If the college refuses to make changes to support families within its community during the regular year, then it must at least consider an emergency option for situations like the hypothetical blizzard. During a storm like the one we evaded this week, no sitters are available to come in at the last minute, and conditions are especially dangerous for young children at home alone. In a winter storm, power is likely to go out, help is hard to reach and the risk of mischief is heightened. How can parents be expected to leave their children home alone in these conditions?

The college might devise a program by which, in situations like these, essential staff members with young children may be excused from their obligations in order to care for their families. Reduced dining hall hours could allow the college to function with a smaller staff, bereft of those members who must stay at home. And as for faculty with young children at home, we advocate our favorite solution of all: cancel class.

The college’s draconian cancellation policy does not serve its students well. When evaluating weather-related cancellations in the future, however, Swarthmore must consider not only students, but the obligations and pressures that holding classes places on faculty and staff.

Drumming and dancing bring unique form of unity

in Arts by

This semester, Sedinam Worlanyo ’17 and Eileen Hou ’16 worked as interns for Intergenerational Drum and Dance Project, which involves about 28 participants, mostly from the Greater Philadelphia community. Every Saturday morning for  four weeks, the participants attended a class at the Lang Performing Arts Center to learn mainly West African dance and drumming techniques.

Ten years ago, Dance Department Head, Professor Sharon Friedler initiated the program.

Since the project began, community has been its central idea. The ultimate goal of the organizers of the project was to create a community with no barriers of age, race or background through dance and drumming. R. Jeannine Osayande, an associate in performance of African dance, explained, “We have brought together folks on a regular day who might not have that type of interactions in terms of race or age normally. We could have someone in their sixties next to someone five years old, and the five year old could also be teaching the sixty year old.” Such an environment is critical for all the participants, so that they can feel comfortable regardless of their age, race or previous experience.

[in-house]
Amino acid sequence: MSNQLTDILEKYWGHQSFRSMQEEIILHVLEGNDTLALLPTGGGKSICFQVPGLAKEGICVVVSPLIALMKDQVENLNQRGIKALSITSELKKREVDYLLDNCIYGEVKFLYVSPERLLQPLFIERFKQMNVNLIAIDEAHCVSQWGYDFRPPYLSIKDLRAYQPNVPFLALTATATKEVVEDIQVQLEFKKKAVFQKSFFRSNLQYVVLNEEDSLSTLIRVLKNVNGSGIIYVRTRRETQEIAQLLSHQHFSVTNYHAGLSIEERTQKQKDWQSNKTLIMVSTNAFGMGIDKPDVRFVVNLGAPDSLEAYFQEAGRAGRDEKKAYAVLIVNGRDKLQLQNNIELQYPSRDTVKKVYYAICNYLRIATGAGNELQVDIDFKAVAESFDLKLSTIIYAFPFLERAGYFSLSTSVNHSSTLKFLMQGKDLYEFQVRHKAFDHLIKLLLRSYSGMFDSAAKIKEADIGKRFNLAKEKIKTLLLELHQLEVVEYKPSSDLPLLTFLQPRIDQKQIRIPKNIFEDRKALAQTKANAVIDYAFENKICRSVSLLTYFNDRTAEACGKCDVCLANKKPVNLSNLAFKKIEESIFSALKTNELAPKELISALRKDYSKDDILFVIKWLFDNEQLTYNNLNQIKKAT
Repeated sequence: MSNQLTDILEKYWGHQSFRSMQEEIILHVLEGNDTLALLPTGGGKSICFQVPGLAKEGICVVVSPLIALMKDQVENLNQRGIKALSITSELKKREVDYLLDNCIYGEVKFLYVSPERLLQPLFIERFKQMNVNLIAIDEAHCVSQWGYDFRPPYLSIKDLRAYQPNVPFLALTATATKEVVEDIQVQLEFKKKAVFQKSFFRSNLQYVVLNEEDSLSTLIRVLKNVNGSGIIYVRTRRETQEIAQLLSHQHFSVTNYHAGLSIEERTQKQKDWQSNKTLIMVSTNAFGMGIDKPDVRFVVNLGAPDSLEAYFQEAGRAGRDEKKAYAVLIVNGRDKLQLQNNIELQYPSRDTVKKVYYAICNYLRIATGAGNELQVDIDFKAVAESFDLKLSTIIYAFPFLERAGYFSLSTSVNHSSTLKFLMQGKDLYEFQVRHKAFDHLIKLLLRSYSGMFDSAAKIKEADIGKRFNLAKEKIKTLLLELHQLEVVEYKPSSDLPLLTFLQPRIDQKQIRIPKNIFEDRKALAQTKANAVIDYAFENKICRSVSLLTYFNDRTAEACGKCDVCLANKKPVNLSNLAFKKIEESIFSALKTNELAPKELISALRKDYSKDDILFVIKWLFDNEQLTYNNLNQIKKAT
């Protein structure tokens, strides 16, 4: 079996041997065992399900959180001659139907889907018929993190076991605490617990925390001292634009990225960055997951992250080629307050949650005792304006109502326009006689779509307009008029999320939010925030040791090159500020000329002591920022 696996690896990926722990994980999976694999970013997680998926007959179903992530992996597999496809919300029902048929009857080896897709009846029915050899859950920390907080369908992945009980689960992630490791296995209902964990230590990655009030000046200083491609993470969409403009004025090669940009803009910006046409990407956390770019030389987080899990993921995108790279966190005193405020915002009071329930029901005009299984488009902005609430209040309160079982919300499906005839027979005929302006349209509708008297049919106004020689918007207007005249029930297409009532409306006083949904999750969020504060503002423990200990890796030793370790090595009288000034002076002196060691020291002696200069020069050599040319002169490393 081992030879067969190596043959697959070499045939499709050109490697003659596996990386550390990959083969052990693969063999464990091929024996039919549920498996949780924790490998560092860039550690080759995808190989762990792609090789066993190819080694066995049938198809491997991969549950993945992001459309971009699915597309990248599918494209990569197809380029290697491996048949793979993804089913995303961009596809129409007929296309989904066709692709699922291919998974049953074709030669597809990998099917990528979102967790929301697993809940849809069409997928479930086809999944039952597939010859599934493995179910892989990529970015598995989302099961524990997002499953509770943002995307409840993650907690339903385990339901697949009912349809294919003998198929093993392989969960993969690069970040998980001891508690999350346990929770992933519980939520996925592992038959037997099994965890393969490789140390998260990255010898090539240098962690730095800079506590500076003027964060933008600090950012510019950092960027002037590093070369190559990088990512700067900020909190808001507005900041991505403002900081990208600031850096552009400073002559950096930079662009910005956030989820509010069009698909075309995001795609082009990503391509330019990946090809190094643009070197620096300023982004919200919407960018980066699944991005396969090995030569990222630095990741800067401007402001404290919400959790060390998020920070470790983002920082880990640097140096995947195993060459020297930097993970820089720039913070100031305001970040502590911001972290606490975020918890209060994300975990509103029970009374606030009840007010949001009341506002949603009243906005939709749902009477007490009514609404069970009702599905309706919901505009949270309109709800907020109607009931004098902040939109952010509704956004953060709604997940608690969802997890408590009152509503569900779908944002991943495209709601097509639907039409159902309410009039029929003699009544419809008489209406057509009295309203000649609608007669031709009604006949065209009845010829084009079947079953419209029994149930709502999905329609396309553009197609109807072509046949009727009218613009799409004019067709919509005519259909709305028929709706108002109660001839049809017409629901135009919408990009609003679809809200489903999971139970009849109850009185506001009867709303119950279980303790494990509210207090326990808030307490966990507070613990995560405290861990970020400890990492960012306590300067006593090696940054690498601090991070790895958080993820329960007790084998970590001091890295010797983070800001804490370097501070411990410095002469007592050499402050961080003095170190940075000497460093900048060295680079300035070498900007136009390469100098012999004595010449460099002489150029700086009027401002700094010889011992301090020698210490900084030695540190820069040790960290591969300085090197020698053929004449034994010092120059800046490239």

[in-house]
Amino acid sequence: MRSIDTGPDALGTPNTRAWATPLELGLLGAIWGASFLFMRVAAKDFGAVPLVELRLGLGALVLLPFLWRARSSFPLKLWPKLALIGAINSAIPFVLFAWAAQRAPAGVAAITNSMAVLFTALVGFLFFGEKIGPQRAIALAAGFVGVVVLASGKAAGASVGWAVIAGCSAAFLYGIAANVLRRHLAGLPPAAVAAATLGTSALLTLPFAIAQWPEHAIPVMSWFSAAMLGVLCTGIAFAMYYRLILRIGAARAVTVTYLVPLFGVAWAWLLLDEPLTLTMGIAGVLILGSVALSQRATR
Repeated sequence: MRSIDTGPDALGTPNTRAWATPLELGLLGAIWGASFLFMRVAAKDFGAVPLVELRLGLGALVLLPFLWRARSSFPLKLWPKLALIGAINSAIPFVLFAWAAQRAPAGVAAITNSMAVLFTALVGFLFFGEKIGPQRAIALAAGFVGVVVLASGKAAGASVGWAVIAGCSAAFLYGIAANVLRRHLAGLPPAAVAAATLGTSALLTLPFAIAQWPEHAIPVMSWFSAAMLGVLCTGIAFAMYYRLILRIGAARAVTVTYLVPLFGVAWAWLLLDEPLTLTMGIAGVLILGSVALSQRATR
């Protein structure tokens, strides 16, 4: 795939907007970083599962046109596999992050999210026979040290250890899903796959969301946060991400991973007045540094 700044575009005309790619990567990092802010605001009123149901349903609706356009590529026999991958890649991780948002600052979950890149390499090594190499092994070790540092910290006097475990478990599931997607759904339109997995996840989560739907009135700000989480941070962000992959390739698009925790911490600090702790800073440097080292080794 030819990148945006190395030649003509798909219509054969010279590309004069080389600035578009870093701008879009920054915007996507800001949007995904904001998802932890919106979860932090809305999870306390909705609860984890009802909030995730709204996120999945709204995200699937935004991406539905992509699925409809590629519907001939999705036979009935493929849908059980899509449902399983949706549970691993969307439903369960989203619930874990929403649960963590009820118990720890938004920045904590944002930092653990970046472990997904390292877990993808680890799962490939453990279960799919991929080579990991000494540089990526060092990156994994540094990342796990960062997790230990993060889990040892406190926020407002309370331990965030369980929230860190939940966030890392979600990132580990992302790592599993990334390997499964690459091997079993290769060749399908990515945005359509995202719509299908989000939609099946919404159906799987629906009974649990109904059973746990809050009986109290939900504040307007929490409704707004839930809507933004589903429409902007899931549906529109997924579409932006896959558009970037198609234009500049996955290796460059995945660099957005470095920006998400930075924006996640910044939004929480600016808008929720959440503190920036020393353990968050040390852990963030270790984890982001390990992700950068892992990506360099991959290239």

Osayande said that they wanted to use culture through drumming and dance to foster a dialogue inside the community and get people thinking about the idea of community and related issues. “We just present what would you like to have a discussion on and then from that we incorporate the ideas into just the natural drumming and dancing,” explained Osayande.

Hailing from Ghana, Worlanyo enjoyed dancing in high school and performed cultural dances at her school. In the project at Swarthmore, however, she teaches primarily Azonto, a dance popular among mostly young people in Ghana. The dance involves a lot of energy and she incorporates  various daily actions and expressions in the dance, such as answering phone calls, and even dance expressions that involve picking up an imaginary school bag. “It is very exciting to be able to interact with the various community participants and I really have fun dancing with them” said Worlanyo.

Osayande taught neo-traditional African dance technique that dealt with girls’ rights of passage into adulthood. “We always have a coming of age moment, no matter what phase you are going through, there is something in your life where you are crossing over a threshold, or you are afraid about what you are afraid of, coming to something new. So in that spirit of community, in that collective energy, that we make it happen,” explained Osayande.

The drum part of the project is taught by Ira Bond from Dunya Dance and Drum Company, based in Swarthmore. Each Saturday morning, the drummer would drive almost an hour to the school and teach the participants how to drum.

Both of the students, Sedinam and Eileen, became the interns of the community project as part of their Arts and Social Change course. “With the class, we have the privilege of doing an internship. In my class we read about how people use arts to create social change. Instead of talking about it in class, I can actually see it happening through the intergenerational drum and dance,” said Worlanyo.